Corky Lee is a second-generation Chinese-American. He grew up in the borough of Queens, New York where his father was a welder turned laundryman and his mother worked as a seamstress. Lee’s interest in photojournalism was first sparked in high school in 1970 when he saw a well-known photograph that commemorated the 1869 completion of the Transcontinental Railroad. Lee was struck by the fact that there were no Chinese workers documented in the picture despite the fact that thousands of them had worked and sacrificed their lives in its construction. From this moment on, he was devoted to making the accomplishments of Asian Pacific Americans more visible. In July 2008, Lee went to Promontory Point, Utah, where the original railroad photograph had been taken. In a bid for what he called “photographic justice,” he reshot the picture with 400 Chinese Americans from all across the country, correcting their absence from 133 years before. The main goal of Lee’s work is to chronicle and explore the diversity and nuances of Asian American culture overlooked by mainstream media and to ensure that Asian American history is included as a part of American history. Lee’s work has been widely recognized and has had a profound influence, shaping American perceptions of Asian American society. In 1988, former New York City Mayor David Dinkins dedicated May 5th to honoring Lee’s body of work. Lee was honored a second time with May 7, 1993 being announced as “Corky Lee Day” to again commemorate his fine work on behalf of the Asian American community. Lee’s work has been featured in Time Magazine, The New York Times, The Village Voice, and Associated Press, as well as various exhibitions throughout US cities and college campuses. Lee has also worked with Two Bridges Neighborhood Council in Chinatown as a community organizer.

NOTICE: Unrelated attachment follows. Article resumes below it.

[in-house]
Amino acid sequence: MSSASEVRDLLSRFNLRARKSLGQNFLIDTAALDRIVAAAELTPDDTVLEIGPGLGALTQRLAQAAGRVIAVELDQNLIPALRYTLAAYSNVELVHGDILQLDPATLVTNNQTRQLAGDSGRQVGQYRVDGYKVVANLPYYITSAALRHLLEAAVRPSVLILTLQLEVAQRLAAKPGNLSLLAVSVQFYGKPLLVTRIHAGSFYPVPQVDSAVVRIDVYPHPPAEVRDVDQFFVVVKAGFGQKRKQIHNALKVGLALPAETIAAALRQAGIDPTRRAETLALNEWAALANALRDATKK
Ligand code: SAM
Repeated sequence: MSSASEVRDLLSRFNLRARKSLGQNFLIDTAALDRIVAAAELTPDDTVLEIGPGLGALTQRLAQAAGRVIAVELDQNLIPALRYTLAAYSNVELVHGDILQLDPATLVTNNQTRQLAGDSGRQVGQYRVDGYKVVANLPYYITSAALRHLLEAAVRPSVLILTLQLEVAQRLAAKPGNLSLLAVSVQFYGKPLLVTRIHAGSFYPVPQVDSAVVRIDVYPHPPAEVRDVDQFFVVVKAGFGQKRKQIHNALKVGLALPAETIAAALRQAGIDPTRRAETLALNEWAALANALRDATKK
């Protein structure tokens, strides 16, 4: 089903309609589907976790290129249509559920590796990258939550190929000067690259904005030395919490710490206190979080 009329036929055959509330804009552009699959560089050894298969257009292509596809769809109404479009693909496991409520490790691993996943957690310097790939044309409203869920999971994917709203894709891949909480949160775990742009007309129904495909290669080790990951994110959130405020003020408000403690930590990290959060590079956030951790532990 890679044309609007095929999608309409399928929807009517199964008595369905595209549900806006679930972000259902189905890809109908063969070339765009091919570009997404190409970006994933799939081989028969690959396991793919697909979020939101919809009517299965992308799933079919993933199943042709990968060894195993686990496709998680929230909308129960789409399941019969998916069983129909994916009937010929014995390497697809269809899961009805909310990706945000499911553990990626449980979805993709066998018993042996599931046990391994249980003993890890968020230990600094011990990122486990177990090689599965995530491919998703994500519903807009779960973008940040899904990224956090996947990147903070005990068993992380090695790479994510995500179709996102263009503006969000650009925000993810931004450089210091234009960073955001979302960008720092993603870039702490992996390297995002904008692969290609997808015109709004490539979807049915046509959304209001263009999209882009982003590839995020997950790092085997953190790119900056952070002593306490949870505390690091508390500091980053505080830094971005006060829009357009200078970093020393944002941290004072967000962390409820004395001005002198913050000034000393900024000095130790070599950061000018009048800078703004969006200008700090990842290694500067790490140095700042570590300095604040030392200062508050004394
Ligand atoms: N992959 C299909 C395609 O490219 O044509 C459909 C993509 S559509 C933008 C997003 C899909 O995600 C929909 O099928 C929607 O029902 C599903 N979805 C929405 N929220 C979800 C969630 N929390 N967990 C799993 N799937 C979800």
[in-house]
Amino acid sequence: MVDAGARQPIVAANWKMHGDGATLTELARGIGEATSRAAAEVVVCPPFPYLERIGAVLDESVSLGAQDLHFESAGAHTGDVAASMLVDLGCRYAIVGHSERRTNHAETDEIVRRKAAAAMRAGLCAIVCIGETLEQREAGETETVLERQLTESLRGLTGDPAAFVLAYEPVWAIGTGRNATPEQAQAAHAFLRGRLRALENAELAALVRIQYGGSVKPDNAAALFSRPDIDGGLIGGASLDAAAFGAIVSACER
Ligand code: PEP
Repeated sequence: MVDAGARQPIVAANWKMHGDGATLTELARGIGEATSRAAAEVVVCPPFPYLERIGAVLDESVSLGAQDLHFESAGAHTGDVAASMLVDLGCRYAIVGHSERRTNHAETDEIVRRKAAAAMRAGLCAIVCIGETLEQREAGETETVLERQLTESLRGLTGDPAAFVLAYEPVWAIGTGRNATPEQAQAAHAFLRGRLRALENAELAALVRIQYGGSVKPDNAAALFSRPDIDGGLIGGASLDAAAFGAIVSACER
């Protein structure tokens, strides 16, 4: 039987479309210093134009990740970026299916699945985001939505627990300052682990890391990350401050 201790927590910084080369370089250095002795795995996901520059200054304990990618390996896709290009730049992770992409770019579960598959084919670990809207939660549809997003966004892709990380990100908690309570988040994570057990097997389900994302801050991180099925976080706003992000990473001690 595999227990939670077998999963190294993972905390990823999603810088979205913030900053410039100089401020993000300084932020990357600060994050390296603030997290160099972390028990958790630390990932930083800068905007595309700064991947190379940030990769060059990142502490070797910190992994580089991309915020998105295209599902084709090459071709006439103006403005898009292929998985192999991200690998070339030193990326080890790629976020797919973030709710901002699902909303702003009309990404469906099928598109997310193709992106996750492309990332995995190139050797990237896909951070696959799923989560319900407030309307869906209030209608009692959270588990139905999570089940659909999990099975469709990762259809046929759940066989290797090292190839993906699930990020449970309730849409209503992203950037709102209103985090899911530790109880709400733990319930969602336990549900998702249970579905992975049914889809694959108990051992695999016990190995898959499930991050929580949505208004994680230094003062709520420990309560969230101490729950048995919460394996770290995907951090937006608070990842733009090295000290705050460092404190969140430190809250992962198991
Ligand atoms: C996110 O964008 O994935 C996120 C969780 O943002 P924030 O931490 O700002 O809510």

Annie Ling, born in Taipei, is a Canadian documentary photographer and artist currently based in Brooklyn, New York. Ling's photography has been featured in publications such as Frieze, American Photography, Magenta Flash Forward, The Wall Street Journal, Internazionale, and Die Zeit, among others. She has lectured at Columbia University, CUNY Brooklyn College, International Center of Photography, Ryerson University School of Image Arts, Asian American Writers' Workshop, and has appeared on Al Jazeera America, Sino Vision, China Daily, "Where I'm From" (CUNY Graduate School of Journalism's pilot radio show), and National Public Radio / RÚV Iceland. Most recently, The National Museum of Iceland held a solo exhibition of her series "Independent Mothers," now part of the museum's permanent collection. Ling's debut solo exhibition, “A Floating Population,” at New York City's Museum of Chinese in America featured over eighty images spanning four years of work. Her projects have traveled widely to exhibitions in South Korea, Germany, Finland, Hungary, Brazil, Belgium, Iceland, China, Canada, and USA. Ling is the recipient of the first Skammdegi AIR Award in Iceland and a New York Foundation of the Arts fellowship for photography. Previously, she was a fellow of Reflexions Masterclass, an international laboratory investigating the evolution of the language of visual representation and photography. She is also a recipient of a Director’s Fellowship from The International Center of Photography.